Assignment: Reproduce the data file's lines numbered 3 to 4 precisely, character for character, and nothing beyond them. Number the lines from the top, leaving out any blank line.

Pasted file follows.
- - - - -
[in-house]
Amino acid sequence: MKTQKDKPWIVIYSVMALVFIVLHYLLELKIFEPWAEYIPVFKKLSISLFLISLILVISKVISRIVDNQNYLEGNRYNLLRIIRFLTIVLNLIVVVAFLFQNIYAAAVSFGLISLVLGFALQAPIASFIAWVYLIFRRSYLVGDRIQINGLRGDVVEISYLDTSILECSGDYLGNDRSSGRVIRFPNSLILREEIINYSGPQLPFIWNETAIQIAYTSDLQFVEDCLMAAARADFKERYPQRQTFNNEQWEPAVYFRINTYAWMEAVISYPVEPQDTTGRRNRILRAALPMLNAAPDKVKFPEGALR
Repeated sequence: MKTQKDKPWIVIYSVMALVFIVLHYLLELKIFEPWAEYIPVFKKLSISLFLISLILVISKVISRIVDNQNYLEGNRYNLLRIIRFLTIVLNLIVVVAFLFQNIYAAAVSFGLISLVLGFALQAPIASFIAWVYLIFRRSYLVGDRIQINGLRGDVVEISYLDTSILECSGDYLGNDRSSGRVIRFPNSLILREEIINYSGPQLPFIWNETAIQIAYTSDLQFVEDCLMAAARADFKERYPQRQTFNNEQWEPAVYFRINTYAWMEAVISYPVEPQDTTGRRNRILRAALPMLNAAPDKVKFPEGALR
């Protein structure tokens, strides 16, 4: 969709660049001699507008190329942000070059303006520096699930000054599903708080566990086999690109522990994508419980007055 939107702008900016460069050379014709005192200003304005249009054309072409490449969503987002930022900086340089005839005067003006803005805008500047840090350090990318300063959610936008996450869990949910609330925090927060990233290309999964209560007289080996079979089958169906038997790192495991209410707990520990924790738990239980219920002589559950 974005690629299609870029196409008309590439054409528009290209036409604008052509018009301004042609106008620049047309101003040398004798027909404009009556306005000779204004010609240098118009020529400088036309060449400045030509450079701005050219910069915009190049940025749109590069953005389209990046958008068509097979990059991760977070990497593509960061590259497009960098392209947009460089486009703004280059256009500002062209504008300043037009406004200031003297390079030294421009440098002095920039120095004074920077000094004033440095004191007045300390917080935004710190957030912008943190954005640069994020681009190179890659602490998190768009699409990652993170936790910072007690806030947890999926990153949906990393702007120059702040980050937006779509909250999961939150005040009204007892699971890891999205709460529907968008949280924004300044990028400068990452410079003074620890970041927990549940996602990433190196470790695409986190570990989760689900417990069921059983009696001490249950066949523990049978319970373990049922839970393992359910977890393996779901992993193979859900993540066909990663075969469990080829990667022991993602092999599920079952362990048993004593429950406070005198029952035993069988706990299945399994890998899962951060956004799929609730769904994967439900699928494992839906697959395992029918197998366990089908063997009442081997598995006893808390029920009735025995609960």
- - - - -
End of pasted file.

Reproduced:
Repeated sequence: MKTQKDKPWIVIYSVMALVFIVLHYLLELKIFEPWAEYIPVFKKLSISLFLISLILVISKVISRIVDNQNYLEGNRYNLLRIIRFLTIVLNLIVVVAFLFQNIYAAAVSFGLISLVLGFALQAPIASFIAWVYLIFRRSYLVGDRIQINGLRGDVVEISYLDTSILECSGDYLGNDRSSGRVIRFPNSLILREEIINYSGPQLPFIWNETAIQIAYTSDLQFVEDCLMAAARADFKERYPQRQTFNNEQWEPAVYFRINTYAWMEAVISYPVEPQDTTGRRNRILRAALPMLNAAPDKVKFPEGALR
């Protein structure tokens, strides 16, 4: 969709660049001699507008190329942000070059303006520096699930000054599903708080566990086999690109522990994508419980007055 939107702008900016460069050379014709005192200003304005249009054309072409490449969503987002930022900086340089005839005067003006803005805008500047840090350090990318300063959610936008996450869990949910609330925090927060990233290309999964209560007289080996079979089958169906038997790192495991209410707990520990924790738990239980219920002589559950 974005690629299609870029196409008309590439054409528009290209036409604008052509018009301004042609106008620049047309101003040398004798027909404009009556306005000779204004010609240098118009020529400088036309060449400045030509450079701005050219910069915009190049940025749109590069953005389209990046958008068509097979990059991760977070990497593509960061590259497009960098392209947009460089486009703004280059256009500002062209504008300043037009406004200031003297390079030294421009440098002095920039120095004074920077000094004033440095004191007045300390917080935004710190957030912008943190954005640069994020681009190179890659602490998190768009699409990652993170936790910072007690806030947890999926990153949906990393702007120059702040980050937006779509909250999961939150005040009204007892699971890891999205709460529907968008949280924004300044990028400068990452410079003074620890970041927990549940996602990433190196470790695409986190570990989760689900417990069921059983009696001490249950066949523990049978319970373990049922839970393992359910977890393996779901992993193979859900993540066909990663075969469990080829990667022991993602092999599920079952362990048993004593429950406070005198029952035993069988706990299945399994890998899962951060956004799929609730769904994967439900699928494992839906697959395992029918197998366990089908063997009442081997598995006893808390029920009735025995609960």